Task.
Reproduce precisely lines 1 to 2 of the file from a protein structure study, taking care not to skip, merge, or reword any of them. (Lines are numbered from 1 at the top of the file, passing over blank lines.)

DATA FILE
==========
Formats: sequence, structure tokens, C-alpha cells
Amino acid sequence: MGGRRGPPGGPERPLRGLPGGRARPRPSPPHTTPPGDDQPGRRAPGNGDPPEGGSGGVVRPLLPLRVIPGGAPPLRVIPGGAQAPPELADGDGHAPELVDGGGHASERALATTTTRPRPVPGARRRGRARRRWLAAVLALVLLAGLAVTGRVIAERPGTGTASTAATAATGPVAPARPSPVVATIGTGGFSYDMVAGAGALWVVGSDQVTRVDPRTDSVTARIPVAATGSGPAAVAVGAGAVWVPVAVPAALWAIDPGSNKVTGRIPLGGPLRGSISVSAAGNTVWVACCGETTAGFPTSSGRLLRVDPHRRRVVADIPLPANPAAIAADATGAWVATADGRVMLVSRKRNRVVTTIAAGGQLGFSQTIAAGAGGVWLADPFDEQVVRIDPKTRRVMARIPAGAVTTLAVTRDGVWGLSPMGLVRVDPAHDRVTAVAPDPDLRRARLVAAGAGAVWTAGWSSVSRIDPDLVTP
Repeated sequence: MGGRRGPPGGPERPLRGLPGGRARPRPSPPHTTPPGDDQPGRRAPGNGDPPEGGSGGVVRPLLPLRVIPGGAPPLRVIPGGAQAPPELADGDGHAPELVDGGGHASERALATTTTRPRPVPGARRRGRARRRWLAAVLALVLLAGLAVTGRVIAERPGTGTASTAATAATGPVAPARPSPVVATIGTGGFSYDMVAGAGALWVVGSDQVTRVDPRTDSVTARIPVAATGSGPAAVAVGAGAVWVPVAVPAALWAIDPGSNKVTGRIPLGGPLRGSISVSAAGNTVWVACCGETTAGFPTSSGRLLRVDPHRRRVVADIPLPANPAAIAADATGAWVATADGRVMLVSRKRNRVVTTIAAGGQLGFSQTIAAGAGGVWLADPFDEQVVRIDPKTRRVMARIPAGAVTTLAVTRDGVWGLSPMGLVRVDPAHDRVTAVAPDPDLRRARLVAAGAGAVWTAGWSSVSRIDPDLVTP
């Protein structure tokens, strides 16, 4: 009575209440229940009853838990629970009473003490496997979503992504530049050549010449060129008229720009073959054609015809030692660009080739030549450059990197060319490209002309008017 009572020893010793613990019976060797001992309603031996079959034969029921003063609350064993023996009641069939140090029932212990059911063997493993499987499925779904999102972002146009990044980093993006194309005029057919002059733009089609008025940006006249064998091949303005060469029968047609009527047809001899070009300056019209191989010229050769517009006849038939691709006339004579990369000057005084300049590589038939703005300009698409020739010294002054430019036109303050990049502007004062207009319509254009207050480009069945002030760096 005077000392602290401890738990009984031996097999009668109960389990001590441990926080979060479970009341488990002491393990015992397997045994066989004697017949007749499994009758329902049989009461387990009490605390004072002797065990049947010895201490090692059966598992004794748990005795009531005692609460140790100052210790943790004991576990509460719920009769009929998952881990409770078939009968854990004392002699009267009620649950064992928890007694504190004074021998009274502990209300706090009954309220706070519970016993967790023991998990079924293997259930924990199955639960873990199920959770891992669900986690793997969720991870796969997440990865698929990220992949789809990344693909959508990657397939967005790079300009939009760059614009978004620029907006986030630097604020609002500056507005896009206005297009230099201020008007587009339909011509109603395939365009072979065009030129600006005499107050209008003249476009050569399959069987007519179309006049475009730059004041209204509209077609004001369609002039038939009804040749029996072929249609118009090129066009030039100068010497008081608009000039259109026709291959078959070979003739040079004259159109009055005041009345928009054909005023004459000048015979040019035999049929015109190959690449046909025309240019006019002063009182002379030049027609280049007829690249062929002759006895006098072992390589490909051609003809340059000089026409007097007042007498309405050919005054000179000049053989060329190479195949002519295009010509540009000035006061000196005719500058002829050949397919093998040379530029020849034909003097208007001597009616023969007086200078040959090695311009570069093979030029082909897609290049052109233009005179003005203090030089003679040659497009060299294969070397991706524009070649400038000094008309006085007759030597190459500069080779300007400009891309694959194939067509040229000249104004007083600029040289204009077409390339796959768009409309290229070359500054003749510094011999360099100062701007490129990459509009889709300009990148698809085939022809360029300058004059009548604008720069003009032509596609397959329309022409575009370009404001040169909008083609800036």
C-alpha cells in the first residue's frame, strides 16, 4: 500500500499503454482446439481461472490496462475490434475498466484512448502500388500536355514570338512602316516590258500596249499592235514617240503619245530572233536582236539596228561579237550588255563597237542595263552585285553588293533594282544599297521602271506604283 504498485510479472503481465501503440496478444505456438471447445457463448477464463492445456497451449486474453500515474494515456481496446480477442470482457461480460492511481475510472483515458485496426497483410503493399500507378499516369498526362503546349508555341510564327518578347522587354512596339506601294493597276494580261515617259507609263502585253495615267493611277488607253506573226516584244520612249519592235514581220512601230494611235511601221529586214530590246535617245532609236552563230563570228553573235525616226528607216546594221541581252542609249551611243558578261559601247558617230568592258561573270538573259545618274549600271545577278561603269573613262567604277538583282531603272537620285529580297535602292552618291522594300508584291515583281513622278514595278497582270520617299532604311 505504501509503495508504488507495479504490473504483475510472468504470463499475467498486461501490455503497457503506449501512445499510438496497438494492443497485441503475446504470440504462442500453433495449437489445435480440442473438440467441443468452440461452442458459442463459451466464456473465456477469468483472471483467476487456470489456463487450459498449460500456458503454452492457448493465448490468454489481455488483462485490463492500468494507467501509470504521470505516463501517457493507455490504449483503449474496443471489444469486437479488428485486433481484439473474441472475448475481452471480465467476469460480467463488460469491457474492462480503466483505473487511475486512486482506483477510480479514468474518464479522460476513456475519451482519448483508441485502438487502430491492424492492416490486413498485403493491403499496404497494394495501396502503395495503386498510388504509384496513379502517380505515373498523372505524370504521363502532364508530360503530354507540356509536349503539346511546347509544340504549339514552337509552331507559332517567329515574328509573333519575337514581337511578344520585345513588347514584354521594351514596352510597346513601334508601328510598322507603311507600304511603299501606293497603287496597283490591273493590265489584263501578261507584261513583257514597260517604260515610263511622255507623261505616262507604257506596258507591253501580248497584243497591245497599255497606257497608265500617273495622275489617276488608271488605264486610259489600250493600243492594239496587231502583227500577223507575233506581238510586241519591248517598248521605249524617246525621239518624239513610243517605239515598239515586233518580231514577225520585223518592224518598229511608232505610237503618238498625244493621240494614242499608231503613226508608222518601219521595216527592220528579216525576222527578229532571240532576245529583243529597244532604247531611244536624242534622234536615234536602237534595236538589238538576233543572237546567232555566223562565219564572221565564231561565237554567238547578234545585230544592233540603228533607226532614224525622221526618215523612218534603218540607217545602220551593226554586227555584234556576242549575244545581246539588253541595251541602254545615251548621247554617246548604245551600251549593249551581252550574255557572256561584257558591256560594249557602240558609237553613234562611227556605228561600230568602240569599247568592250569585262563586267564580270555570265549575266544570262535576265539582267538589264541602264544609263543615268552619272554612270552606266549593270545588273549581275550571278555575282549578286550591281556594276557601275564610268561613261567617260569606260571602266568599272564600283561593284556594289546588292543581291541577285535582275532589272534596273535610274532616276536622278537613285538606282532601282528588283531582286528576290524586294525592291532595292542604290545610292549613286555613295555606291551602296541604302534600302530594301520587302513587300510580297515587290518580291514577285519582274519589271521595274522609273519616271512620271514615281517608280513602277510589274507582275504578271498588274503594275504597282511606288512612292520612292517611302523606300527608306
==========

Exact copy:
Formats: sequence, structure tokens, C-alpha cells
Amino acid sequence: MGGRRGPPGGPERPLRGLPGGRARPRPSPPHTTPPGDDQPGRRAPGNGDPPEGGSGGVVRPLLPLRVIPGGAPPLRVIPGGAQAPPELADGDGHAPELVDGGGHASERALATTTTRPRPVPGARRRGRARRRWLAAVLALVLLAGLAVTGRVIAERPGTGTASTAATAATGPVAPARPSPVVATIGTGGFSYDMVAGAGALWVVGSDQVTRVDPRTDSVTARIPVAATGSGPAAVAVGAGAVWVPVAVPAALWAIDPGSNKVTGRIPLGGPLRGSISVSAAGNTVWVACCGETTAGFPTSSGRLLRVDPHRRRVVADIPLPANPAAIAADATGAWVATADGRVMLVSRKRNRVVTTIAAGGQLGFSQTIAAGAGGVWLADPFDEQVVRIDPKTRRVMARIPAGAVTTLAVTRDGVWGLSPMGLVRVDPAHDRVTAVAPDPDLRRARLVAAGAGAVWTAGWSSVSRIDPDLVTP